Beijing announces worst trade deficit in 22 years
Trade deficit hits US$ 31.5 billion, four times what was expected. Yuan depreciates by 0.5 per cent in last two months. Oil and mineral imports grow as companies stockpile. Many fear the real estate bubble might burst. Housing prices drop by 25 per cent since the start of the year. Still, a square metre is worth five times the average monthly salary.

Beijing (AsiaNews/Agencies) - China has reported its biggest trade deficit in 22 years last month. The deficit was US$ 31.5 billion, four times the previous largest deficit. Imports rose 39.6 per cent from a year earlier but exports increased 18.4 per cent. Combined with a slump in retail sales, the data show that China too is feeling the pinch of the world's troubled economy.

China's economy is export-oriented but because of the economic crisis in the European Union and the United States, demand for Chinese goods is down. Analysts believe Beijing to stoke domestic demand by improving wages and purchasing power.

Last week, Chinese Premier Wen Jiabao announced an economic growth target of 7.5 per cent for 2012, the lowest since 2004. He said that inflation was set at 4 per cent. In fact, consumer prices have risen much more, especially for food, which hikes ranging between 16 and 25 per cent.

In order to cut the deficit and improve exports, the People's Bank of China allowed the yuan to fall 0.5 per cent this year after a 4.7 per cent advance in 2011.

China's higher trade deficit is largely due to rising oil prices, which hit US$ 125 today. At the same time, many Chinese companies are stockpiling fuel to protect themselves from future price rises.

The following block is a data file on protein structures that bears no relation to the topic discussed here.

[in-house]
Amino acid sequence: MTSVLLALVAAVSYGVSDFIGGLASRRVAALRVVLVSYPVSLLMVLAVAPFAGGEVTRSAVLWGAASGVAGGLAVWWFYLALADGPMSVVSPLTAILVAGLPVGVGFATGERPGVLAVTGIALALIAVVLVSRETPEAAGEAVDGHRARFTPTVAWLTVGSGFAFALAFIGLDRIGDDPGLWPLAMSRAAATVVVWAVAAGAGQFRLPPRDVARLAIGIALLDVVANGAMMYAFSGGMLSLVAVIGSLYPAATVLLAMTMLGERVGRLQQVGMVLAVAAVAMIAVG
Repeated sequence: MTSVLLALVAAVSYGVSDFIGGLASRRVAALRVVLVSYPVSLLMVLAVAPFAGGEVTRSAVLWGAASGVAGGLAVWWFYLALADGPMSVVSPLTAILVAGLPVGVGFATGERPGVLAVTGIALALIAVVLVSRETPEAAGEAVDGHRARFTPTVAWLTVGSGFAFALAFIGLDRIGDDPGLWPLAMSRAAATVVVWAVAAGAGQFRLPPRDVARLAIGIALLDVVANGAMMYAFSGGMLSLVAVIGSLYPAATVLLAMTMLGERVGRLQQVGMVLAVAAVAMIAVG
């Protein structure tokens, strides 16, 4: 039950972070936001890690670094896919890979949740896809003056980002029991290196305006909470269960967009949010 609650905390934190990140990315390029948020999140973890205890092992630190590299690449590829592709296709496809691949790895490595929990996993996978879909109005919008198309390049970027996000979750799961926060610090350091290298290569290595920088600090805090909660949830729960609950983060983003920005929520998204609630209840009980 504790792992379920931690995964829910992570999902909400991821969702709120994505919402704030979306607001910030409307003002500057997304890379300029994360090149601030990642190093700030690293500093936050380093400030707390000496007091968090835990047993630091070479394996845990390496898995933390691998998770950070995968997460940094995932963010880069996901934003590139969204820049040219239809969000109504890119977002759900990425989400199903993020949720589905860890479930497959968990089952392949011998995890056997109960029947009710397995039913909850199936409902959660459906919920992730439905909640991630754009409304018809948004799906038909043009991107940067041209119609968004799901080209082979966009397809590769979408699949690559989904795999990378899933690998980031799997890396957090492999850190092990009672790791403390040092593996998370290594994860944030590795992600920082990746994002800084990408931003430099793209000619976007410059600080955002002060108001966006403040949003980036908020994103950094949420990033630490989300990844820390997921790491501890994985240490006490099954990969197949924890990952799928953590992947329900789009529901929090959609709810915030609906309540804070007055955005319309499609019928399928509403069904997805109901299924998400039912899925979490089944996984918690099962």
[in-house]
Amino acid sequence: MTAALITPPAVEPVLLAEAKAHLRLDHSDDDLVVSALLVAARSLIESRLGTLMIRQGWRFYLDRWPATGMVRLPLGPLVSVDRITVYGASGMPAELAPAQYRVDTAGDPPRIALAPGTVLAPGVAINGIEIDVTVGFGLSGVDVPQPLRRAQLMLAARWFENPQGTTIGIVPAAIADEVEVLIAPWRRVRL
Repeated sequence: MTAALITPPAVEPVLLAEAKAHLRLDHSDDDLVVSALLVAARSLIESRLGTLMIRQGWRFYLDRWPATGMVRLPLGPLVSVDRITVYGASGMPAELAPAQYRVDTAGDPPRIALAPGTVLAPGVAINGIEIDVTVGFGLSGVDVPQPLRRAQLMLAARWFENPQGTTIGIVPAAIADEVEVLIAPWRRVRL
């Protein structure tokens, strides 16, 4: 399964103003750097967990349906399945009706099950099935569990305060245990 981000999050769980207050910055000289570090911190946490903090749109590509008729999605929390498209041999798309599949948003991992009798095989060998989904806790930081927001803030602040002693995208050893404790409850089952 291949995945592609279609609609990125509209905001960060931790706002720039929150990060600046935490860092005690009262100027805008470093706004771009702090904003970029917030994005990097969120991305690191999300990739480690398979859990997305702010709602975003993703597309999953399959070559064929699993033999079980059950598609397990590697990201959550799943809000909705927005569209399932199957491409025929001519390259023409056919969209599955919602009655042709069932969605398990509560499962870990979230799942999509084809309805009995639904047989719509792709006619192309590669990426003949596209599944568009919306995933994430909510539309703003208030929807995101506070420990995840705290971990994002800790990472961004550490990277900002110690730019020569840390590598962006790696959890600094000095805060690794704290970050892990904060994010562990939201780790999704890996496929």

According to trade figures released over the weekend, crude oil shipments hit a record-high of 5.95 million barrels a day. China's imports of copper and iron ore also rose during the month.

Many economists also fear a possible real estate bubble. China's home sales declined 25 per cent in the first two months of the year.

In the past few years, real estate boomed because of easy loans and government-backed liquidity. The country now has more real estate than it needs, economist Andy Xie said. In fact, its living area per capita for over 650 million urban residents is already higher than that for Europe and Japan.

Properties under construction could house another 200 million people, equivalent to 15 years' increase in the urban population.And in Beijing and Shanghai, the average price per square metre already exceeds five months of average salary.

According to recent estimates, at least 50 per cent of new construction lies empty and unsold. The situation is such that in order to stop speculation, the government imposed restrictions on bank loans for second or third homes.

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